His greatest poem, ''The Brownie Of Blednoch'' tells the story of Aiken Drum, a misshapen near-mythical superhuman who for `a cogfu of brose tween the light and dark’ could do the work of a whole squad of men.

I trow the bauldest stood aback
Wi' a gape and a glower till their lugs did crack,
As the shapeless phantom, mumbling spak -
"Hae ye wark for Aiken-drum ?"

It was first published in 1825 in the Dumfries Magazine to great acclaim. About then, William sold off his goods and rid himself forever of his pack. After some 27 years as a packman he took new employment as a drover.

In 1827 another volume of his poems was published. For a short time William was wealthy and feted. John Faed RSA, the distinguished artist of Gatehouse-of-Fleet, painted his portrait in 1836.

Between times as a drover William famously played his pipes and sang his own songs at weddings and celebrations of all kinds. Unfortunately, this hectic social life contributed to his decline. Later still, he became a gaberlunzie or beggar man, according to the Rev. Dr Rogers. William's base then was at Howford in the parish of Tongland. His satirical poem *'The Peacock'' might sum up his plight:

Gaudy bird, of gorgeous hue,
How kind has nature been to yon,
In forming' a' your feathers fair,
Your weel fledged wings, and stars so rare,
Glancin' by day, but dim by night,
Right fair for show, but dull for light.
Like fickle frien's when Fortune twines us,
Will show their face, and proffer kindness;
But should misfortune's gloaming' shade us,
We'll fin' owre late, thae frien's hae fled us.

The poet was ultimately kept by the Poor's Board of his native parish, and died at Bridgend of Borgue on 16th May 1849. Appropriately, William was buried just two miles from Borgue in Kirkandrews cemetery, overlooking the Solway Firth. The gravestone on one side commemorates his parents and sister and on the other side is the wording:-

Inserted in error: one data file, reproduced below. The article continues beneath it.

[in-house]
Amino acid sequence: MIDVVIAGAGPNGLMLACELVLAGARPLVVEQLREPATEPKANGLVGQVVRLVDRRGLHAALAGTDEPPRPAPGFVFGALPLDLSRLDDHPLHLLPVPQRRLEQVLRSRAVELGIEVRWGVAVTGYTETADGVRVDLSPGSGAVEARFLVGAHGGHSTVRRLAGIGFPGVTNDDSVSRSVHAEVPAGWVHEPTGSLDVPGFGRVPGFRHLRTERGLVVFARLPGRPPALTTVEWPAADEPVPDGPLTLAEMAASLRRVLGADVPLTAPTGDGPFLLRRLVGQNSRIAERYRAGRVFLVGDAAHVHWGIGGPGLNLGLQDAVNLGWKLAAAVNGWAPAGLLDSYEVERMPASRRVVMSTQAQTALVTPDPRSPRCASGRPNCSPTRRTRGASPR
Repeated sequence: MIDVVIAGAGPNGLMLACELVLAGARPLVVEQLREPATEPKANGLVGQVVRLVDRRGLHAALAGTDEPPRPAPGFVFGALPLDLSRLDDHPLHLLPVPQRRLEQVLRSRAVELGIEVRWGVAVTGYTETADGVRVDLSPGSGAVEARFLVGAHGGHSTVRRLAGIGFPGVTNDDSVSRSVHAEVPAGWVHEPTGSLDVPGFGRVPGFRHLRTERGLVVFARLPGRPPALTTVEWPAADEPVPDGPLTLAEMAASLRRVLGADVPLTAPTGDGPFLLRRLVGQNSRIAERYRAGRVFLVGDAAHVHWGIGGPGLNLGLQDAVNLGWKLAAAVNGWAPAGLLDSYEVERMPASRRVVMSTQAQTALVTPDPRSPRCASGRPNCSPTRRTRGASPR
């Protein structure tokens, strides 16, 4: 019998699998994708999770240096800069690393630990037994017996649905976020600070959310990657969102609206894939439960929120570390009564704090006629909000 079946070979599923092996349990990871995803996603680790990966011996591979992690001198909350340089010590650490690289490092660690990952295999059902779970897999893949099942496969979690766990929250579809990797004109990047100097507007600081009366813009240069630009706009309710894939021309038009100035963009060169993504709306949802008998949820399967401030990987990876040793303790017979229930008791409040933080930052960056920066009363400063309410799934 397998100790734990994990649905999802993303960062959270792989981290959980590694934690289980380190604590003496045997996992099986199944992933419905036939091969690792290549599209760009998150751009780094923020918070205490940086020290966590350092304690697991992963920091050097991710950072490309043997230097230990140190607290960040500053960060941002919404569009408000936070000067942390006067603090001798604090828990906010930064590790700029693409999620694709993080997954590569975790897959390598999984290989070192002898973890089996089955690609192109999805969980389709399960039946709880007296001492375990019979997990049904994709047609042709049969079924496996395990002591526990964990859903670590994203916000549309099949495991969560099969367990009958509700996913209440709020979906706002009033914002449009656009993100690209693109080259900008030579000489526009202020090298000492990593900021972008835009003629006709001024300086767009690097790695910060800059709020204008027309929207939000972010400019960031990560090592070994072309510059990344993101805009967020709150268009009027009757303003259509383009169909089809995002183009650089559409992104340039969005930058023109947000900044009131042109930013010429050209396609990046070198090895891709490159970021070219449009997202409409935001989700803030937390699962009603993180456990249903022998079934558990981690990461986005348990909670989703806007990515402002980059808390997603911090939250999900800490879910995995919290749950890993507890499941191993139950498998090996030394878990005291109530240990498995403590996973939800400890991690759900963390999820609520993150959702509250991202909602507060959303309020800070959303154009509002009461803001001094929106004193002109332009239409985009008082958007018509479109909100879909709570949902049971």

‘Here also lies William Nicholson, author of ‘The Country Lass’, ‘Brownie Of Bladnoch’, and other poems, son of the said James Nicholson, died May 16th 1849 aged 67 years. No future age shall see his name expire’.

Some 50 years later with subscriptions from all over the world, money was raised allowing Mr Peter Shannan Jack, a Glasgow sculptor, with advice from E. A. Hornel the Kirkcudbright artist, to produce a bronze relief of William Nicholson based on the John Faed portrait. Set in a block of rough grey Dalbeattie granite, it can be seen in Borgue, topping the school playground wall, flanked by hedging on each side facing the main road.

This memorial was unveiled on 22nd August 1900 by Mr Andrew Jameson QC of Ardwell. At the conclusion of his speech, he said that Nicholson was indeed one of nature's priests - one who himself saw and taught others to see how much beauty and goodness there is in God's earth if only we have the seeing eye and the understanding

John Hudson of Kirkcudbright has brought out a slim volume of poems by William Nicholson entitled The Brownie Of Blednoch And Other Poems. Local schoolchildren are being made aware of the poems as well as the man. At contemporary poetry readings his work is again being aired and put to music.

Lacking worldly ambition this was the poet's pleasure, knowing that ordinary people were reciting his poems and singing his songs – ‘the simple but hearty applause at the country wedding, at a Halloween or kirn dancing were all sufficient for him’.

The Brownie Of Blednoch And Other Poems by William Nicholson, can be obtained from: Markings Publications, 77 High Street, Kirkcudbright DG6 4JW